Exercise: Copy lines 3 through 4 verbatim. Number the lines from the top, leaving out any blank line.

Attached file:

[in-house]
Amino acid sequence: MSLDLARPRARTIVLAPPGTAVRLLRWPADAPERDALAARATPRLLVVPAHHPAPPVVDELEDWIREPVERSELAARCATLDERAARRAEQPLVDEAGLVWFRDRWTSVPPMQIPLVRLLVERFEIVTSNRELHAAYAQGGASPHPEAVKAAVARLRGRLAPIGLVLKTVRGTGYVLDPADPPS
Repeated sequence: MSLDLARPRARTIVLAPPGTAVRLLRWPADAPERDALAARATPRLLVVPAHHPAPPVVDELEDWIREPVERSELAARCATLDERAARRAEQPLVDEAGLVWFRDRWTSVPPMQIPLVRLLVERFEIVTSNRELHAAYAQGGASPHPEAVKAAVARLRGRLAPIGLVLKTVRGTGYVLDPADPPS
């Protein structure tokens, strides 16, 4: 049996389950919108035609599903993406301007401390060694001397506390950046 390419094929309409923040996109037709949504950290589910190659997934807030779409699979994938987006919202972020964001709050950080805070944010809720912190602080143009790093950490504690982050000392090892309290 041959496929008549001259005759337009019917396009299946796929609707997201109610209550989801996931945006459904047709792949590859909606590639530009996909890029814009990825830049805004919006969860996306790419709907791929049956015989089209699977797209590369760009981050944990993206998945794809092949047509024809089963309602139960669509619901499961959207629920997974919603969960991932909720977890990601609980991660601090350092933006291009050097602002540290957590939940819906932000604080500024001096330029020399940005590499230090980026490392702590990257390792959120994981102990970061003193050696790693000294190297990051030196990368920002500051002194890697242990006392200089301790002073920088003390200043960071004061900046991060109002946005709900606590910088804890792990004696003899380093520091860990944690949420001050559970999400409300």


Repeated sequence: MSLDLARPRARTIVLAPPGTAVRLLRWPADAPERDALAARATPRLLVVPAHHPAPPVVDELEDWIREPVERSELAARCATLDERAARRAEQPLVDEAGLVWFRDRWTSVPPMQIPLVRLLVERFEIVTSNRELHAAYAQGGASPHPEAVKAAVARLRGRLAPIGLVLKTVRGTGYVLDPADPPS
């Protein structure tokens, strides 16, 4: 049996389950919108035609599903993406301007401390060694001397506390950046 390419094929309409923040996109037709949504950290589910190659997934807030779409699979994938987006919202972020964001709050950080805070944010809720912190602080143009790093950490504690982050000392090892309290 041959496929008549001259005759337009019917396009299946796929609707997201109610209550989801996931945006459904047709792949590859909606590639530009996909890029814009990825830049805004919006969860996306790419709907791929049956015989089209699977797209590369760009981050944990993206998945794809092949047509024809089963309602139960669509619901499961959207629920997974919603969960991932909720977890990601609980991660601090350092933006291009050097602002540290957590939940819906932000604080500024001096330029020399940005590499230090980026490392702590990257390792959120994981102990970061003193050696790693000294190297990051030196990368920002500051002194890697242990006392200089301790002073920088003390200043960071004061900046991060109002946005709900606590910088804890792990004696003899380093520091860990944690949420001050559970999400409300």